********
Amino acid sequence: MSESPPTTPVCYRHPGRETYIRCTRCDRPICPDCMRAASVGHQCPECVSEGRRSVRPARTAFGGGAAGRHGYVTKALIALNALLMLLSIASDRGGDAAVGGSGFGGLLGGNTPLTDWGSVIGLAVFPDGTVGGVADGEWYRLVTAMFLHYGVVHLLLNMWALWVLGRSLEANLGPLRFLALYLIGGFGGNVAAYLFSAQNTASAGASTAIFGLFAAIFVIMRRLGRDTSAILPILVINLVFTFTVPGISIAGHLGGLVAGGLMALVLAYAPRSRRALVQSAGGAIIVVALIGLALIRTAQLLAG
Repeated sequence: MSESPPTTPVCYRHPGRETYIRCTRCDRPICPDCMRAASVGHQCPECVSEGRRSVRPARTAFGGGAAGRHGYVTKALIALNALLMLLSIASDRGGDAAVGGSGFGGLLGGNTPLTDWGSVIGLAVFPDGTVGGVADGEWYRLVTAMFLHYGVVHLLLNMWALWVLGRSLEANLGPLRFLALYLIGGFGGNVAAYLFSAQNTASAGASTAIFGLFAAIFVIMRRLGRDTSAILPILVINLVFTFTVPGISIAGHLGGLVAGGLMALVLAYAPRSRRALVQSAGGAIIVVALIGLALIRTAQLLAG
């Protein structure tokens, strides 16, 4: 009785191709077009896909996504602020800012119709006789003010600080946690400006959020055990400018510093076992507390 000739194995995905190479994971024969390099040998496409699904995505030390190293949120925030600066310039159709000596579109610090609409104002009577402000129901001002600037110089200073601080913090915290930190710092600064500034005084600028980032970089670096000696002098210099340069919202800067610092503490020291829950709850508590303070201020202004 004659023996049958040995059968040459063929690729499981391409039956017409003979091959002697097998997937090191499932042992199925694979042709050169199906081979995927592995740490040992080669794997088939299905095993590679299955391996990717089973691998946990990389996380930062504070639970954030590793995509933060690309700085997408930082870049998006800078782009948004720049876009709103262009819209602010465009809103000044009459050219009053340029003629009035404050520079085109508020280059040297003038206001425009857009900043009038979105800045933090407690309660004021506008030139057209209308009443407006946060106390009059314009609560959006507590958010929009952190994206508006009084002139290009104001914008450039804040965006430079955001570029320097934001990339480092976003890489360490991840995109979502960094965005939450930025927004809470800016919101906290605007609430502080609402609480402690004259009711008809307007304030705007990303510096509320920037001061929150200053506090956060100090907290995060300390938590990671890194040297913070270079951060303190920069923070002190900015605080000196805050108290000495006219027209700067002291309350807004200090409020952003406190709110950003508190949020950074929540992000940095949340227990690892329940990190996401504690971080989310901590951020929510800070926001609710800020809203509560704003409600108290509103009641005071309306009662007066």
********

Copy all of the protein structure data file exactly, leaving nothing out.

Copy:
Amino acid sequence: MSESPPTTPVCYRHPGRETYIRCTRCDRPICPDCMRAASVGHQCPECVSEGRRSVRPARTAFGGGAAGRHGYVTKALIALNALLMLLSIASDRGGDAAVGGSGFGGLLGGNTPLTDWGSVIGLAVFPDGTVGGVADGEWYRLVTAMFLHYGVVHLLLNMWALWVLGRSLEANLGPLRFLALYLIGGFGGNVAAYLFSAQNTASAGASTAIFGLFAAIFVIMRRLGRDTSAILPILVINLVFTFTVPGISIAGHLGGLVAGGLMALVLAYAPRSRRALVQSAGGAIIVVALIGLALIRTAQLLAG
Repeated sequence: MSESPPTTPVCYRHPGRETYIRCTRCDRPICPDCMRAASVGHQCPECVSEGRRSVRPARTAFGGGAAGRHGYVTKALIALNALLMLLSIASDRGGDAAVGGSGFGGLLGGNTPLTDWGSVIGLAVFPDGTVGGVADGEWYRLVTAMFLHYGVVHLLLNMWALWVLGRSLEANLGPLRFLALYLIGGFGGNVAAYLFSAQNTASAGASTAIFGLFAAIFVIMRRLGRDTSAILPILVINLVFTFTVPGISIAGHLGGLVAGGLMALVLAYAPRSRRALVQSAGGAIIVVALIGLALIRTAQLLAG
């Protein structure tokens, strides 16, 4: 009785191709077009896909996504602020800012119709006789003010600080946690400006959020055990400018510093076992507390 000739194995995905190479994971024969390099040998496409699904995505030390190293949120925030600066310039159709000596579109610090609409104002009577402000129901001002600037110089200073601080913090915290930190710092600064500034005084600028980032970089670096000696002098210099340069919202800067610092503490020291829950709850508590303070201020202004 004659023996049958040995059968040459063929690729499981391409039956017409003979091959002697097998997937090191499932042992199925694979042709050169199906081979995927592995740490040992080669794997088939299905095993590679299955391996990717089973691998946990990389996380930062504070639970954030590793995509933060690309700085997408930082870049998006800078782009948004720049876009709103262009819209602010465009809103000044009459050219009053340029003629009035404050520079085109508020280059040297003038206001425009857009900043009038979105800045933090407690309660004021506008030139057209209308009443407006946060106390009059314009609560959006507590958010929009952190994206508006009084002139290009104001914008450039804040965006430079955001570029320097934001990339480092976003890489360490991840995109979502960094965005939450930025927004809470800016919101906290605007609430502080609402609480402690004259009711008809307007304030705007990303510096509320920037001061929150200053506090956060100090907290995060300390938590990671890194040297913070270079951060303190920069923070002190900015605080000196805050108290000495006219027209700067002291309350807004200090409020952003406190709110950003508190949020950074929540992000940095949340227990690892329940990190996401504690971080989310901590951020929510800070926001609710800020809203509560704003409600108290509103009641005071309306009662007066």